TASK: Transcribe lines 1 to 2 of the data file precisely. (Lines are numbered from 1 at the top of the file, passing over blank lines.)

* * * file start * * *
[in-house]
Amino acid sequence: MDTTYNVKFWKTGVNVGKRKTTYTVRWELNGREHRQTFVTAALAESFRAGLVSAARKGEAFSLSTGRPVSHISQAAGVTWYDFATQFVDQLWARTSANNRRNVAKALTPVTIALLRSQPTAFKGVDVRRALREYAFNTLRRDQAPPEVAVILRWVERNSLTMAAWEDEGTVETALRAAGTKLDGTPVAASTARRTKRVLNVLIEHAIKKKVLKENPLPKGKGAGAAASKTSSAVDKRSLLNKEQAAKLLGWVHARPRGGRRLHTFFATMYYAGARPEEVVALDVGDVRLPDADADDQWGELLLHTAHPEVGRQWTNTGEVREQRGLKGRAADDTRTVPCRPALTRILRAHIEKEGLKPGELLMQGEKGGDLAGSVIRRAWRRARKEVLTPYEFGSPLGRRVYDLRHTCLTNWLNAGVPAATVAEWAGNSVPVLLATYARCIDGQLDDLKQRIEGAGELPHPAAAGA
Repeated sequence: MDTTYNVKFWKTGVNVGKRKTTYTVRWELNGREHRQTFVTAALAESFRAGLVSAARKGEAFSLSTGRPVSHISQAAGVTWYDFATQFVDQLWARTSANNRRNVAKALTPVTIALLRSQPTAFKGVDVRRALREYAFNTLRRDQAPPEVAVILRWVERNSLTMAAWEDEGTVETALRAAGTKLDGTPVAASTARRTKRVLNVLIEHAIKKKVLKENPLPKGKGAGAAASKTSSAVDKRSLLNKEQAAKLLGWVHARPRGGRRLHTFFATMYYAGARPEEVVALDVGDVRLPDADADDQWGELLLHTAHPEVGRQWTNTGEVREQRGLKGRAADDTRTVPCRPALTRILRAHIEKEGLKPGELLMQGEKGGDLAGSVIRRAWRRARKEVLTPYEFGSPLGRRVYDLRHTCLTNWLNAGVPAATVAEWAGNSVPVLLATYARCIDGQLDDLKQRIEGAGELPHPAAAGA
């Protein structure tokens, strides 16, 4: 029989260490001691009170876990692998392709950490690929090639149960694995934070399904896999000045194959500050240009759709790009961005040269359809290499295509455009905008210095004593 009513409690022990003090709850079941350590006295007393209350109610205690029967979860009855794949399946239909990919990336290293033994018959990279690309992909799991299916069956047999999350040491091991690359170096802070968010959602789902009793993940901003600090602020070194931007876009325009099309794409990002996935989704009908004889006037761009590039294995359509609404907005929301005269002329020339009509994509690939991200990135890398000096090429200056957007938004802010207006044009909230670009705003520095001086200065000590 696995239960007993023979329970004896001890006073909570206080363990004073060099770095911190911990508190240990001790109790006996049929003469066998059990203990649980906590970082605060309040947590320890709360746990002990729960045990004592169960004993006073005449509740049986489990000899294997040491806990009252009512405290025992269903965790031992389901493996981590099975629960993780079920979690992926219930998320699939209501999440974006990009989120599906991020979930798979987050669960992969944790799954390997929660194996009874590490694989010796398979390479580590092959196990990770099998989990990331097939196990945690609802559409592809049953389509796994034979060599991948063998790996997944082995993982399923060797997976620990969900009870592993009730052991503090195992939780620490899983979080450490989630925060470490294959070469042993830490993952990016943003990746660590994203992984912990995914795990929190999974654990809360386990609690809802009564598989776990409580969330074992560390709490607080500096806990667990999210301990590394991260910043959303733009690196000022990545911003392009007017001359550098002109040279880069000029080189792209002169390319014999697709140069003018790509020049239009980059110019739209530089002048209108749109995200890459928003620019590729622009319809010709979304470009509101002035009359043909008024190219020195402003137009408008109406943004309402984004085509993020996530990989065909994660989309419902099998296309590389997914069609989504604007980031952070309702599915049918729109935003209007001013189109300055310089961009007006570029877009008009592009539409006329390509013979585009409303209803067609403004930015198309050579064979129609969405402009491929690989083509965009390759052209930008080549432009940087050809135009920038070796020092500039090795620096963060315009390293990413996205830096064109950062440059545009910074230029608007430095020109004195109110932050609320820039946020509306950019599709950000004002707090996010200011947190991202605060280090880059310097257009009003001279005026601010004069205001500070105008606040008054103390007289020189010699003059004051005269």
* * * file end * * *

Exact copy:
[in-house]
Amino acid sequence: MDTTYNVKFWKTGVNVGKRKTTYTVRWELNGREHRQTFVTAALAESFRAGLVSAARKGEAFSLSTGRPVSHISQAAGVTWYDFATQFVDQLWARTSANNRRNVAKALTPVTIALLRSQPTAFKGVDVRRALREYAFNTLRRDQAPPEVAVILRWVERNSLTMAAWEDEGTVETALRAAGTKLDGTPVAASTARRTKRVLNVLIEHAIKKKVLKENPLPKGKGAGAAASKTSSAVDKRSLLNKEQAAKLLGWVHARPRGGRRLHTFFATMYYAGARPEEVVALDVGDVRLPDADADDQWGELLLHTAHPEVGRQWTNTGEVREQRGLKGRAADDTRTVPCRPALTRILRAHIEKEGLKPGELLMQGEKGGDLAGSVIRRAWRRARKEVLTPYEFGSPLGRRVYDLRHTCLTNWLNAGVPAATVAEWAGNSVPVLLATYARCIDGQLDDLKQRIEGAGELPHPAAAGA